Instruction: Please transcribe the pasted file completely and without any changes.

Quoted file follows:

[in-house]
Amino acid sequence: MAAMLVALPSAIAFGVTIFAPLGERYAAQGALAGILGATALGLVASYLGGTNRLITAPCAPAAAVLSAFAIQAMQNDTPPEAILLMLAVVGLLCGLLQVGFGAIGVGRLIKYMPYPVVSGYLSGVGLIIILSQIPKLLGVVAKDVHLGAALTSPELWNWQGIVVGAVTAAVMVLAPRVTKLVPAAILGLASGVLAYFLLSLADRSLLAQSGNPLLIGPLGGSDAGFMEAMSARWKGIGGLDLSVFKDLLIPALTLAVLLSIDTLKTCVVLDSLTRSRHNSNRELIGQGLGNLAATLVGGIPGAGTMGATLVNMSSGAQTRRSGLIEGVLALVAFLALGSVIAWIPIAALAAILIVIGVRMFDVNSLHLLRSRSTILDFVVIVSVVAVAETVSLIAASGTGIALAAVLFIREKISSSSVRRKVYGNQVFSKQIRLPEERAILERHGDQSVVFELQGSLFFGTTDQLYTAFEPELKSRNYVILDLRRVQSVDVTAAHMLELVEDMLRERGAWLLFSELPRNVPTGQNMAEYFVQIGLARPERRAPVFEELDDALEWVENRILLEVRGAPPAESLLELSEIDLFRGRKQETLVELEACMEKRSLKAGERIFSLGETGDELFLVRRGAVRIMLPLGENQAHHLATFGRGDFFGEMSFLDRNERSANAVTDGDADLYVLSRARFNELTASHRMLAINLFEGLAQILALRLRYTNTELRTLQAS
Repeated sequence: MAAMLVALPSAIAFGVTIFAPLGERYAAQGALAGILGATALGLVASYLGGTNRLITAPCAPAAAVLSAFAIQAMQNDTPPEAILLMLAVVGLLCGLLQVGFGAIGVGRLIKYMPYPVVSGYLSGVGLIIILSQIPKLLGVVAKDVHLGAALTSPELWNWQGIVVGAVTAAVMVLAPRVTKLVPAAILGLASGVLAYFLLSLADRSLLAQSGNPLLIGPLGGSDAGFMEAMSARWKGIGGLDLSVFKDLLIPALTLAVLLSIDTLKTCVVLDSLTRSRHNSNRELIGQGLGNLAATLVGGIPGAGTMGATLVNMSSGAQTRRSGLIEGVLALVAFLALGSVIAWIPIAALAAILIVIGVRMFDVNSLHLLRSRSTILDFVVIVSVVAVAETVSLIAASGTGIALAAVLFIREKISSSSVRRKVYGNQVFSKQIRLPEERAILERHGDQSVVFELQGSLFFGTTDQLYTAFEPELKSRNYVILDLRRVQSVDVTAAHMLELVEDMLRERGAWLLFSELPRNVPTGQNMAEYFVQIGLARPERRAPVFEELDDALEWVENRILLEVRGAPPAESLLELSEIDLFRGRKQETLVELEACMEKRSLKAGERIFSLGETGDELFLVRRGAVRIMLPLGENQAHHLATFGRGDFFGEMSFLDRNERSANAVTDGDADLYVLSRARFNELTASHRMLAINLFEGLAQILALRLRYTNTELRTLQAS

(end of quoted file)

[in-house]
Amino acid sequence: MAAMLVALPSAIAFGVTIFAPLGERYAAQGALAGILGATALGLVASYLGGTNRLITAPCAPAAAVLSAFAIQAMQNDTPPEAILLMLAVVGLLCGLLQVGFGAIGVGRLIKYMPYPVVSGYLSGVGLIIILSQIPKLLGVVAKDVHLGAALTSPELWNWQGIVVGAVTAAVMVLAPRVTKLVPAAILGLASGVLAYFLLSLADRSLLAQSGNPLLIGPLGGSDAGFMEAMSARWKGIGGLDLSVFKDLLIPALTLAVLLSIDTLKTCVVLDSLTRSRHNSNRELIGQGLGNLAATLVGGIPGAGTMGATLVNMSSGAQTRRSGLIEGVLALVAFLALGSVIAWIPIAALAAILIVIGVRMFDVNSLHLLRSRSTILDFVVIVSVVAVAETVSLIAASGTGIALAAVLFIREKISSSSVRRKVYGNQVFSKQIRLPEERAILERHGDQSVVFELQGSLFFGTTDQLYTAFEPELKSRNYVILDLRRVQSVDVTAAHMLELVEDMLRERGAWLLFSELPRNVPTGQNMAEYFVQIGLARPERRAPVFEELDDALEWVENRILLEVRGAPPAESLLELSEIDLFRGRKQETLVELEACMEKRSLKAGERIFSLGETGDELFLVRRGAVRIMLPLGENQAHHLATFGRGDFFGEMSFLDRNERSANAVTDGDADLYVLSRARFNELTASHRMLAINLFEGLAQILALRLRYTNTELRTLQAS
Repeated sequence: MAAMLVALPSAIAFGVTIFAPLGERYAAQGALAGILGATALGLVASYLGGTNRLITAPCAPAAAVLSAFAIQAMQNDTPPEAILLMLAVVGLLCGLLQVGFGAIGVGRLIKYMPYPVVSGYLSGVGLIIILSQIPKLLGVVAKDVHLGAALTSPELWNWQGIVVGAVTAAVMVLAPRVTKLVPAAILGLASGVLAYFLLSLADRSLLAQSGNPLLIGPLGGSDAGFMEAMSARWKGIGGLDLSVFKDLLIPALTLAVLLSIDTLKTCVVLDSLTRSRHNSNRELIGQGLGNLAATLVGGIPGAGTMGATLVNMSSGAQTRRSGLIEGVLALVAFLALGSVIAWIPIAALAAILIVIGVRMFDVNSLHLLRSRSTILDFVVIVSVVAVAETVSLIAASGTGIALAAVLFIREKISSSSVRRKVYGNQVFSKQIRLPEERAILERHGDQSVVFELQGSLFFGTTDQLYTAFEPELKSRNYVILDLRRVQSVDVTAAHMLELVEDMLRERGAWLLFSELPRNVPTGQNMAEYFVQIGLARPERRAPVFEELDDALEWVENRILLEVRGAPPAESLLELSEIDLFRGRKQETLVELEACMEKRSLKAGERIFSLGETGDELFLVRRGAVRIMLPLGENQAHHLATFGRGDFFGEMSFLDRNERSANAVTDGDADLYVLSRARFNELTASHRMLAINLFEGLAQILALRLRYTNTELRTLQAS